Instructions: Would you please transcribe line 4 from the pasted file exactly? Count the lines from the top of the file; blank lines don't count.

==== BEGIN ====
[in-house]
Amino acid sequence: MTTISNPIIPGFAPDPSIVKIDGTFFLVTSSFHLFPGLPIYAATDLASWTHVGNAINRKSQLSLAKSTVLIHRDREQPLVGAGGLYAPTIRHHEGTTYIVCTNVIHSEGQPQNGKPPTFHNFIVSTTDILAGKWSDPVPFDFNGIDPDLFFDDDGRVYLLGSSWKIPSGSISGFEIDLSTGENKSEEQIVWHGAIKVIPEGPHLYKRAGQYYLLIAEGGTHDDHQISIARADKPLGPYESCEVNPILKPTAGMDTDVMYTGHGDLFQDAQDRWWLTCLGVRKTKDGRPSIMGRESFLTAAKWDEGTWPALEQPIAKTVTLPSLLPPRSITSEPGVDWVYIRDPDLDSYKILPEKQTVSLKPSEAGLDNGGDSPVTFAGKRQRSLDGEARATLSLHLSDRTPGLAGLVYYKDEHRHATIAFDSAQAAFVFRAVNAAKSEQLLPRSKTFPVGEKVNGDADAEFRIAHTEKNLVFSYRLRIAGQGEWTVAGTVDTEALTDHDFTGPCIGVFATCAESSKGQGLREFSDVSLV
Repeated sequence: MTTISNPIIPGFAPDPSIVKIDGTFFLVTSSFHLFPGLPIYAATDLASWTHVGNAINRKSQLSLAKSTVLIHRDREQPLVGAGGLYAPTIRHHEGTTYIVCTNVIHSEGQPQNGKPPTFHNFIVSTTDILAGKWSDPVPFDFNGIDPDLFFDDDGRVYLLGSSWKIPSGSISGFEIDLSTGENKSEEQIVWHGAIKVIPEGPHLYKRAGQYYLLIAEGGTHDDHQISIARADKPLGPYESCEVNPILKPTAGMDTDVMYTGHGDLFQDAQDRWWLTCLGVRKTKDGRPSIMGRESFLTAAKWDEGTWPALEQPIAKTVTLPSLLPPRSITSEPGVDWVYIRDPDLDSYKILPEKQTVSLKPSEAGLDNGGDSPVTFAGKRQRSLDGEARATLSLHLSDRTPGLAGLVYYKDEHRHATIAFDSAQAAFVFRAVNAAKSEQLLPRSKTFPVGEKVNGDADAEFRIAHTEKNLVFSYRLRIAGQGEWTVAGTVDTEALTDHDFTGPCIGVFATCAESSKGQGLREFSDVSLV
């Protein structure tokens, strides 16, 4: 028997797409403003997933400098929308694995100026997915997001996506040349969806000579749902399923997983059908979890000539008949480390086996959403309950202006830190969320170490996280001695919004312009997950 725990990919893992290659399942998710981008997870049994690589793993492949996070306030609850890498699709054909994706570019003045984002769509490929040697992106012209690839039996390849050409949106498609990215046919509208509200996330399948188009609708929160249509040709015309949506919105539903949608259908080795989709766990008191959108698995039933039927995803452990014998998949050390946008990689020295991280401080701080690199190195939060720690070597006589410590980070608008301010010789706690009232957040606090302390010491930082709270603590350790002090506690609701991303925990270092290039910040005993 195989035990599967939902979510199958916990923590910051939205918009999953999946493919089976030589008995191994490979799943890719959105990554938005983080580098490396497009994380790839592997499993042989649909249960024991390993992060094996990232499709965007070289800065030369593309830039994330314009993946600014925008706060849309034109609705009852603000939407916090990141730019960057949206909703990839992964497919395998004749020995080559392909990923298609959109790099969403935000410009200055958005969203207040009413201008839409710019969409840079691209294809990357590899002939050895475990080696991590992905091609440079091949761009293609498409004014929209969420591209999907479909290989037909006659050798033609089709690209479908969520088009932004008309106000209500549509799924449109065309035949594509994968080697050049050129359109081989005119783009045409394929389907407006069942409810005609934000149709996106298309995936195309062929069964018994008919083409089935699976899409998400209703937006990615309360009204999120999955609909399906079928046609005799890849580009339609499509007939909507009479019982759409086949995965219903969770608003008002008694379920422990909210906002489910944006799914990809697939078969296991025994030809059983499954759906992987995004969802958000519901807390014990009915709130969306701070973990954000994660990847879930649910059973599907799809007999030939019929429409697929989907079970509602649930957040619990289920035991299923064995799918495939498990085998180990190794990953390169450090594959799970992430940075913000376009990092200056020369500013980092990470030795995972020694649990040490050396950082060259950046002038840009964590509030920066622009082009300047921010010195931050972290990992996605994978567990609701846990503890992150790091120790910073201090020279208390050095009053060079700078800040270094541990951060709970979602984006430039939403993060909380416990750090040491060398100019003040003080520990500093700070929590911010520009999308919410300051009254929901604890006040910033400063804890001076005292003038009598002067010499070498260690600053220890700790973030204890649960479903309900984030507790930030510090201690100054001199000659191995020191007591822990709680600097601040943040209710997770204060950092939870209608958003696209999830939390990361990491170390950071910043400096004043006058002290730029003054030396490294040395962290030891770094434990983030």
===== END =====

């Protein structure tokens, strides 16, 4: 028997797409403003997933400098929308694995100026997915997001996506040349969806000579749902399923997983059908979890000539008949480390086996959403309950202006830190969320170490996280001695919004312009997950 725990990919893992290659399942998710981008997870049994690589793993492949996070306030609850890498699709054909994706570019003045984002769509490929040697992106012209690839039996390849050409949106498609990215046919509208509200996330399948188009609708929160249509040709015309949506919105539903949608259908080795989709766990008191959108698995039933039927995803452990014998998949050390946008990689020295991280401080701080690199190195939060720690070597006589410590980070608008301010010789706690009232957040606090302390010491930082709270603590350790002090506690609701991303925990270092290039910040005993 195989035990599967939902979510199958916990923590910051939205918009999953999946493919089976030589008995191994490979799943890719959105990554938005983080580098490396497009994380790839592997499993042989649909249960024991390993992060094996990232499709965007070289800065030369593309830039994330314009993946600014925008706060849309034109609705009852603000939407916090990141730019960057949206909703990839992964497919395998004749020995080559392909990923298609959109790099969403935000410009200055958005969203207040009413201008839409710019969409840079691209294809990357590899002939050895475990080696991590992905091609440079091949761009293609498409004014929209969420591209999907479909290989037909006659050798033609089709690209479908969520088009932004008309106000209500549509799924449109065309035949594509994968080697050049050129359109081989005119783009045409394929389907407006069942409810005609934000149709996106298309995936195309062929069964018994008919083409089935699976899409998400209703937006990615309360009204999120999955609909399906079928046609005799890849580009339609499509007939909507009479019982759409086949995965219903969770608003008002008694379920422990909210906002489910944006799914990809697939078969296991025994030809059983499954759906992987995004969802958000519901807390014990009915709130969306701070973990954000994660990847879930649910059973599907799809007999030939019929429409697929989907079970509602649930957040619990289920035991299923064995799918495939498990085998180990190794990953390169450090594959799970992430940075913000376009990092200056020369500013980092990470030795995972020694649990040490050396950082060259950046002038840009964590509030920066622009082009300047921010010195931050972290990992996605994978567990609701846990503890992150790091120790910073201090020279208390050095009053060079700078800040270094541990951060709970979602984006430039939403993060909380416990750090040491060398100019003040003080520990500093700070929590911010520009999308919410300051009254929901604890006040910033400063804890001076005292003038009598002067010499070498260690600053220890700790973030204890649960479903309900984030507790930030510090201690100054001199000659191995020191007591822990709680600097601040943040209710997770204060950092939870209608958003696209999830939390990361990491170390950071910043400096004043006058002290730029003054030396490294040395962290030891770094434990983030």